Saturday, January 12, 2013
NEVER FORGET YOUR CELL PHONE AGAIN
Left your cell phone at home again? A solution is at hand: Make sure it's with you at all times by having it implanted in your arm.
But given the opportunity, would you want your gadget to be a permanent part of you? The question may need answering sooner than you think.
Researchers at Autodesk, a software company in Toronto, Canada, checked to see whether the methods we currently use to interface with our gadgets work when the device is implanted in human tissue. The answer was a resounding "yes."
A button, an LED and a touch sensor all functioned appropriately when embedded under the skin of a cadaver's arm. The team was even able to communicate transcutaneously using a Bluetooth connection and charge the electronics wirelessly.
"That's the bottom line," says Christian Holz of the Autodesk team, who presented the work in May at the Conference on Human Factors in Computing Systems in Austin, Texas. "Traditional user interfaces work through the skin."
Would anyone want a piece of consumer electronics inside their body? There is something intrinsically creepy about the idea. Plus there's a risk that the device could malfunction and need to be removed, or that it could infect the surrounding tissue, not to mention the dystopian vision of a society in which our phones become tracking devices that we can never be free of.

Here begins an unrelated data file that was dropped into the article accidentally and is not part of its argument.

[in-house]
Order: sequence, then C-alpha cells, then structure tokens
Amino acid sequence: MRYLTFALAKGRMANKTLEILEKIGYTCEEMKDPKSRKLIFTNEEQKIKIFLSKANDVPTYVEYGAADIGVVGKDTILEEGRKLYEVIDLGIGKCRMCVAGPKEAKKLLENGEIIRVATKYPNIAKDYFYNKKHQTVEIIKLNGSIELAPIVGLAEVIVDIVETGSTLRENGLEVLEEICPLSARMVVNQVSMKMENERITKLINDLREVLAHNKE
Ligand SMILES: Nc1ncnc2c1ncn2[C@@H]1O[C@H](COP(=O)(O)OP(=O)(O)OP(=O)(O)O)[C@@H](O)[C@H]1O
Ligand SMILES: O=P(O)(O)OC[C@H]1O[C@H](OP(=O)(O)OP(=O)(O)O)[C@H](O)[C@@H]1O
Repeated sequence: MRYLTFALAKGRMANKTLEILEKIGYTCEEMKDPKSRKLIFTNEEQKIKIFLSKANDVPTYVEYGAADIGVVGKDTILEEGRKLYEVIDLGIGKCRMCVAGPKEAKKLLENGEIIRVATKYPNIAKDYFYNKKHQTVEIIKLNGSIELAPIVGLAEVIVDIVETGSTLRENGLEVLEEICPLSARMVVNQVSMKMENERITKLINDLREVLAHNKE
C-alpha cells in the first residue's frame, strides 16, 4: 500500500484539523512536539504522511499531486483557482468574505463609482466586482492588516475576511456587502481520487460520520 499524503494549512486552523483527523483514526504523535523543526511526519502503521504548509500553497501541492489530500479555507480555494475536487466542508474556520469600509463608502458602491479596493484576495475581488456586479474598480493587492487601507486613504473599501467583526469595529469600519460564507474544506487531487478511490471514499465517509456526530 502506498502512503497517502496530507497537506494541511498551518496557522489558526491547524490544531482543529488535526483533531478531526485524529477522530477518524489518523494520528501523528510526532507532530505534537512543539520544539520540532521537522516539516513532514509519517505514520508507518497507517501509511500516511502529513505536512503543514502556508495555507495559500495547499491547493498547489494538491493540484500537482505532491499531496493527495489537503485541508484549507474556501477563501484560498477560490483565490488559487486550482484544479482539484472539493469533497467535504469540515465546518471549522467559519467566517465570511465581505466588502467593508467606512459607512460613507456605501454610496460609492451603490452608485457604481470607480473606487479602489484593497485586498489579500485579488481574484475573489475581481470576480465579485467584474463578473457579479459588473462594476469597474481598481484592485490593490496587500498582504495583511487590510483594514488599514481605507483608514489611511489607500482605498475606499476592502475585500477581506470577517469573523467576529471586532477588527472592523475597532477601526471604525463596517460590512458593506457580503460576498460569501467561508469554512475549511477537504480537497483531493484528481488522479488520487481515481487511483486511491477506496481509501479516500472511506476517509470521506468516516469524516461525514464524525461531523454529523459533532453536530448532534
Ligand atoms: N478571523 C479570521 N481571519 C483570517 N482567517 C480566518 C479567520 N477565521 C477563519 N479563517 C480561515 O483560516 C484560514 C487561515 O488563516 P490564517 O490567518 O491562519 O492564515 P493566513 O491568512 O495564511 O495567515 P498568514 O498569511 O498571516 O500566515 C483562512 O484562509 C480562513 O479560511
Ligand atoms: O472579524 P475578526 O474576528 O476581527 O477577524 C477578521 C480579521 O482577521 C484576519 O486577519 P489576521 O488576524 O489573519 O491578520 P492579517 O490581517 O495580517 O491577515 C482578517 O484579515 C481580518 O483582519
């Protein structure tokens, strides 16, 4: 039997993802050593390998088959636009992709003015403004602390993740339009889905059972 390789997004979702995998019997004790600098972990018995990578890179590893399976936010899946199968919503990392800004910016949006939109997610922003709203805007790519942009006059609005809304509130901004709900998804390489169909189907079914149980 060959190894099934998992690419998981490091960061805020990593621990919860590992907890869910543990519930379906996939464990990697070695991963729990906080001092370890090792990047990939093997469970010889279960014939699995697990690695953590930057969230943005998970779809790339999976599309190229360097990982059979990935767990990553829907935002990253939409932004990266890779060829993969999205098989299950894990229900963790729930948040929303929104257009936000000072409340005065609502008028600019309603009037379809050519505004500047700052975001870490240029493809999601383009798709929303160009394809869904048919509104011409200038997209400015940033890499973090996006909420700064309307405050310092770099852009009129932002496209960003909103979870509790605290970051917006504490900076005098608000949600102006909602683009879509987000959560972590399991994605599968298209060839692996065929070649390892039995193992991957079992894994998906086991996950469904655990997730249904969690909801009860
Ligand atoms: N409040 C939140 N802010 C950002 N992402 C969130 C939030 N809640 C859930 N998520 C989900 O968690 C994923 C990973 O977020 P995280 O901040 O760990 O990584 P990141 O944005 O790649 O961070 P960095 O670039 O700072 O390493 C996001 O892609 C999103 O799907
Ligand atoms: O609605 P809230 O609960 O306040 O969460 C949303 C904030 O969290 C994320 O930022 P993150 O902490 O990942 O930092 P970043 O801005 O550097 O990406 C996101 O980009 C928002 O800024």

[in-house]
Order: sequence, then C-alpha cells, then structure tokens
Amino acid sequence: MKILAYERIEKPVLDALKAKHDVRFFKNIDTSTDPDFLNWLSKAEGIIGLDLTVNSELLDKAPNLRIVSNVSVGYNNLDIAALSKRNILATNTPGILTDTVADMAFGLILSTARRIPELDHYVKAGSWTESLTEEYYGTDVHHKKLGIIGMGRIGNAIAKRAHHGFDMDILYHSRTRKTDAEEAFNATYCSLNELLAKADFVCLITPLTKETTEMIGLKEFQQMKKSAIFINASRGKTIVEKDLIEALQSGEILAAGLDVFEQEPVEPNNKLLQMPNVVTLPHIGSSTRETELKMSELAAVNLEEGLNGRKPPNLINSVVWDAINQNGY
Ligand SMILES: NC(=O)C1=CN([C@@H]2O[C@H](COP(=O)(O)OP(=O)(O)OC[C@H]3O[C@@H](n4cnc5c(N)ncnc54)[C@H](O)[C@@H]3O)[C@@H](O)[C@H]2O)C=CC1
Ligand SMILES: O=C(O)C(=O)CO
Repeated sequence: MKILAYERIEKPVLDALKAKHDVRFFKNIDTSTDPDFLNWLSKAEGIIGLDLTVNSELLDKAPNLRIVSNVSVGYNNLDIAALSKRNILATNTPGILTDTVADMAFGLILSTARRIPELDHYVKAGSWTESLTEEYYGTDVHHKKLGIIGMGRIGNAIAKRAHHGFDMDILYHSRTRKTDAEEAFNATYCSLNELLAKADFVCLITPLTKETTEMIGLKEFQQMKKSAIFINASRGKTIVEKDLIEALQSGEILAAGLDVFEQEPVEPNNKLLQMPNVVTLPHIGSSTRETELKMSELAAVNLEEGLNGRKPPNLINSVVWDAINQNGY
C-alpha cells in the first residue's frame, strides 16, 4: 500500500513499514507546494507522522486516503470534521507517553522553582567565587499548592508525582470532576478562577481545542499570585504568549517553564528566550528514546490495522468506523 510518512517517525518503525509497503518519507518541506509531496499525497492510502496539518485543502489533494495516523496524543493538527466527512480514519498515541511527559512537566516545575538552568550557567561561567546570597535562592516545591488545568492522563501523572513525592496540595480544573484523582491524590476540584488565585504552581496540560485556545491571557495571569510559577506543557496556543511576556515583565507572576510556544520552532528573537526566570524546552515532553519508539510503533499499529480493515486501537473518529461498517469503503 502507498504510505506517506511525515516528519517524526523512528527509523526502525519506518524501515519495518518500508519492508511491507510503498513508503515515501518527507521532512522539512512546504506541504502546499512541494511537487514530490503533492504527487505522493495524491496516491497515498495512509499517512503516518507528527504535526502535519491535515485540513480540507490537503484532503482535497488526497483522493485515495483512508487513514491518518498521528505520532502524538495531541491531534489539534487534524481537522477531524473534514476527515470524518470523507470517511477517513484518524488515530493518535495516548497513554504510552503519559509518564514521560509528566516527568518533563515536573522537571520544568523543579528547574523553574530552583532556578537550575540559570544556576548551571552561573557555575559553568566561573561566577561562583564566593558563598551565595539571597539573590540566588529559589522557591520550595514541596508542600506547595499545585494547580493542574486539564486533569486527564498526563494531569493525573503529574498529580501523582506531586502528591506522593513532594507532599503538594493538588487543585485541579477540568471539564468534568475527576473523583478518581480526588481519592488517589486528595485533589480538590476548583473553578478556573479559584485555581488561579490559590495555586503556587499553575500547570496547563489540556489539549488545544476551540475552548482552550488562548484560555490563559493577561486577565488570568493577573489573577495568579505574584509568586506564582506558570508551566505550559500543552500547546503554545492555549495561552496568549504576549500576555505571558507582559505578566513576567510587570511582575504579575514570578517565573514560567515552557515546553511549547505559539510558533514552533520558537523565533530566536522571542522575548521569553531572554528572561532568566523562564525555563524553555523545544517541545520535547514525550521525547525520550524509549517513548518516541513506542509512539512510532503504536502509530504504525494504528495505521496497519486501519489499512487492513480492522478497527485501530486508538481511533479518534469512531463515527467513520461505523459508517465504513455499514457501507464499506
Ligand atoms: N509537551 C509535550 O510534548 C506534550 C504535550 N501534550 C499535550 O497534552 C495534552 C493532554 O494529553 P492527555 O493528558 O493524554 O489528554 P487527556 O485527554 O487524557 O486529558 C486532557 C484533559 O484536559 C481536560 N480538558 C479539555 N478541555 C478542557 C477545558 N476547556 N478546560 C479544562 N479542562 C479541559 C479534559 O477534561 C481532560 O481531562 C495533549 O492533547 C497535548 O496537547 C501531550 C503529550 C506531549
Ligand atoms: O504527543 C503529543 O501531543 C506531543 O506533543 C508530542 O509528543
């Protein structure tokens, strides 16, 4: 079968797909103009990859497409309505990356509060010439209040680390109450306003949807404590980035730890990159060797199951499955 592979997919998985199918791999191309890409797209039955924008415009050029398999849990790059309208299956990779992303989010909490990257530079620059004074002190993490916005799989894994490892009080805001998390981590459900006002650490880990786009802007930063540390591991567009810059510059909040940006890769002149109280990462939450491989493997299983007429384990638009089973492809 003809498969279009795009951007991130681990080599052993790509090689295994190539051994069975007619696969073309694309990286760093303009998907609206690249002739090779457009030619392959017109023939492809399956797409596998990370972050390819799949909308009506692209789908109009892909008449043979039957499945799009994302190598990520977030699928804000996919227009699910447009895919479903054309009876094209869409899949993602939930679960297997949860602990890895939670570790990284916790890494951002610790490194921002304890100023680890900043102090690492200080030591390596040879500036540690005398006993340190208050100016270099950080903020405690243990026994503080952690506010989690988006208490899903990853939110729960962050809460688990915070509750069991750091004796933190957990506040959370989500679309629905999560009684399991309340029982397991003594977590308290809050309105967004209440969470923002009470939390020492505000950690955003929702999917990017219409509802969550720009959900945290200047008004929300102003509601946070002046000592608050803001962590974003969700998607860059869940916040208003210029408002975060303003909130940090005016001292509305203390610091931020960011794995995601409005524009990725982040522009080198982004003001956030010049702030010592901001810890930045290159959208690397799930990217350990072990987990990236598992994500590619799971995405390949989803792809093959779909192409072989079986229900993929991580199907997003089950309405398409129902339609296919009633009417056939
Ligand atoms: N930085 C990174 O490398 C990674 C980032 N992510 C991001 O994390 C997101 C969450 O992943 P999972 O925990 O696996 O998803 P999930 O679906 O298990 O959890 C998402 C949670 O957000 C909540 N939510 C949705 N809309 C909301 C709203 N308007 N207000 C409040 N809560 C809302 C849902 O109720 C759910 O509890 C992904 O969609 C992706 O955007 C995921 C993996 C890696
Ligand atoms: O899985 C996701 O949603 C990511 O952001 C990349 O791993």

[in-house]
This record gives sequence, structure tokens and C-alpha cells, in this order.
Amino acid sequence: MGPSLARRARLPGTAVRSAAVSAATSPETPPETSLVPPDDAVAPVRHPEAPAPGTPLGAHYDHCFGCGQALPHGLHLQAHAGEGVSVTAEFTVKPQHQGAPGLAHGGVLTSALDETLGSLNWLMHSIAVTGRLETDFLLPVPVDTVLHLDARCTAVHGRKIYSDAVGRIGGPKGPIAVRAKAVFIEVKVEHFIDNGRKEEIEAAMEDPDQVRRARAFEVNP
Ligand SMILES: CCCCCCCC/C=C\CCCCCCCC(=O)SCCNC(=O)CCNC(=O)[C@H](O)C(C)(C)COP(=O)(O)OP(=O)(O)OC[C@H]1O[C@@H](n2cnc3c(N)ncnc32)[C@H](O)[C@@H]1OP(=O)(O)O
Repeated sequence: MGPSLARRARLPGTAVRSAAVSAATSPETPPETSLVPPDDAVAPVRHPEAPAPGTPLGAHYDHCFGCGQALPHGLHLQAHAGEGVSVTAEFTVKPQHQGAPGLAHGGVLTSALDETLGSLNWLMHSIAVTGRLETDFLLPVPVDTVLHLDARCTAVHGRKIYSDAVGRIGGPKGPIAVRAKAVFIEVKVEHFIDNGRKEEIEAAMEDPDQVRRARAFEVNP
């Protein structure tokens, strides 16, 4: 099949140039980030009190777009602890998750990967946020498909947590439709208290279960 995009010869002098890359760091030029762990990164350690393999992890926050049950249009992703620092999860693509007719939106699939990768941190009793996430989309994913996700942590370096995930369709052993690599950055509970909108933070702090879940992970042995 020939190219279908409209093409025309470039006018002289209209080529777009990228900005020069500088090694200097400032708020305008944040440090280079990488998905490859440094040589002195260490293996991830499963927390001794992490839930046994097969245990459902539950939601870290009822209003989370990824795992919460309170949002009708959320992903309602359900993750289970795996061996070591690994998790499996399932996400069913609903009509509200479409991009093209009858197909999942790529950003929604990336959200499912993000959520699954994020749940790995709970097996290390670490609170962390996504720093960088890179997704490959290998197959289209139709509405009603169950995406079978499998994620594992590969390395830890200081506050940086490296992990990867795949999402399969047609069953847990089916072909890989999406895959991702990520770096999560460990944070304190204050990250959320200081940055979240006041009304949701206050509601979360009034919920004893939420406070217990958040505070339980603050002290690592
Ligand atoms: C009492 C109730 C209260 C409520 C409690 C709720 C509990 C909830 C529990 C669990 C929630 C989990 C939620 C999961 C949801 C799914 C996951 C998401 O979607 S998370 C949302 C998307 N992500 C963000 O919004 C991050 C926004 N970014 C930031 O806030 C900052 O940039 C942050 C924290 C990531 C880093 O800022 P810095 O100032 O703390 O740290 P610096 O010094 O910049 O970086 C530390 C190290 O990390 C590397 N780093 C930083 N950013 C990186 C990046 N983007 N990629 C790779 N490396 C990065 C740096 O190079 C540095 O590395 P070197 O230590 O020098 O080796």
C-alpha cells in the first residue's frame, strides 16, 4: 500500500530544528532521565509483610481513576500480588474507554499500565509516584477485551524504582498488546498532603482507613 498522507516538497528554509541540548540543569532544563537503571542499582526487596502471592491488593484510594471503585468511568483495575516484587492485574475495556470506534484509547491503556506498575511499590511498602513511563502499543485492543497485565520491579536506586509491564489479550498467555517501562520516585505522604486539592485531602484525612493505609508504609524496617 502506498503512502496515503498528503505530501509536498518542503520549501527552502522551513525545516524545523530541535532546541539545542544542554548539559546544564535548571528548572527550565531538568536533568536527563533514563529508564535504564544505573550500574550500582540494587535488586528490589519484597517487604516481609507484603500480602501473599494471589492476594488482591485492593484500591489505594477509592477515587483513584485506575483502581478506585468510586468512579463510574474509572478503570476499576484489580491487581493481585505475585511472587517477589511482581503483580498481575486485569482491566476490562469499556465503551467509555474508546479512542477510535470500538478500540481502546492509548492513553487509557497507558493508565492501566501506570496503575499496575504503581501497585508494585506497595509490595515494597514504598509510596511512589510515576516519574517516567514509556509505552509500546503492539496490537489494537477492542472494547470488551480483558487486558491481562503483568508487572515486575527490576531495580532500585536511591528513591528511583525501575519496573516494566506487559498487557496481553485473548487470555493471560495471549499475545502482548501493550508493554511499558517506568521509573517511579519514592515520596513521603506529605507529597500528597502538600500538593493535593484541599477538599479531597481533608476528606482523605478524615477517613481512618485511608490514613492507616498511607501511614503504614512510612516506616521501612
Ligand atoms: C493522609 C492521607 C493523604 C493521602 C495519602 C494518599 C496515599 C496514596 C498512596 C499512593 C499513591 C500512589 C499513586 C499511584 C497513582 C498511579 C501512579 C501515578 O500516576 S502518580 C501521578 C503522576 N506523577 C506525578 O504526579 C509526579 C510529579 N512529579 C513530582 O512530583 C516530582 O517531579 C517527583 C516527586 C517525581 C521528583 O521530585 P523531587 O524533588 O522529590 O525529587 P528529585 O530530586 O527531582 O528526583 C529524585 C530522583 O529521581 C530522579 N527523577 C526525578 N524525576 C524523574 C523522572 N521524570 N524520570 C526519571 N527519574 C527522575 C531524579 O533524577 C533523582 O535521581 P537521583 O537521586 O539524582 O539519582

Yet there are reasons for thinking that the cyborg future will come to be. The research team, who worked with University of Toronto anatomist Anne Agur, says that medical risks, such as infection, need to be better understood before a device can be implanted into a living person. But it's a problem that manufacturers of existing implants, such as stents and replacement hips, have successfully tackled.
There are also clear benefits to implanted electronics.
"The device is always there," says Holz. "You cannot lose it." And implants provide new interface methods. A gadget similar to a smartphone could provide a calendar alert by means of a gentle sub-skin vibration, for example.
And that creepy feeling? It is a common reaction now, but may lessen as people become familiar with the technology. The idea of using a machine to assist a human heart was once deemed unnatural, for example, but the insertion of a pacemaker is now a routine procedure.
"In general, the trend has been that people are more and more willing to incorporate bits of the machine world into themselves," says Sherry Turkle, a sociologist at the Massachusetts Institute of Technology.
"The perception (of this technology) 10 years ago would differ from today and from what we would get in 10 years' time," agrees Holz.
Turkle wants society to think seriously about the potential downsides of implanted electronics, including tracking. But she has also studied how people relate to their cellphones and notes that some talk about them as if they were cyborgs.
"People literally cannot be without this device," Turkle says. "They don't feel the same when they are not connected. We live with our phones as if they are part of our body."
If we feel that way, perhaps having a phone implanted isn't unnatural at all. It may just be the obvious thing to do with a device that we already feel highly attached to.